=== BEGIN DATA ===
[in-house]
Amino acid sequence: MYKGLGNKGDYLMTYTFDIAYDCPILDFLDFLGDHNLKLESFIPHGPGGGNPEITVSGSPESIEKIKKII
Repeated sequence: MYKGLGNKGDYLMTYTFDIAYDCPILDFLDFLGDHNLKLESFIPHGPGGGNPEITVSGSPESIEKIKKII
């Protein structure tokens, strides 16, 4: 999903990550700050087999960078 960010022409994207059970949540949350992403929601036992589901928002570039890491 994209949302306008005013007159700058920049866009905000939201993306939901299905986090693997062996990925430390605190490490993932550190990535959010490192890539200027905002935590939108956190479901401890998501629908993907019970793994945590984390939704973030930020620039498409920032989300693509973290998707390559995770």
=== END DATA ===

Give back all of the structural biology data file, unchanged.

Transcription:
[in-house]
Amino acid sequence: MYKGLGNKGDYLMTYTFDIAYDCPILDFLDFLGDHNLKLESFIPHGPGGGNPEITVSGSPESIEKIKKII
Repeated sequence: MYKGLGNKGDYLMTYTFDIAYDCPILDFLDFLGDHNLKLESFIPHGPGGGNPEITVSGSPESIEKIKKII
């Protein structure tokens, strides 16, 4: 999903990550700050087999960078 960010022409994207059970949540949350992403929601036992589901928002570039890491 994209949302306008005013007159700058920049866009905000939201993306939901299905986090693997062996990925430390605190490490993932550190990535959010490192890539200027905002935590939108956190479901401890998501629908993907019970793994945590984390939704973030930020620039498409920032989300693509973290998707390559995770």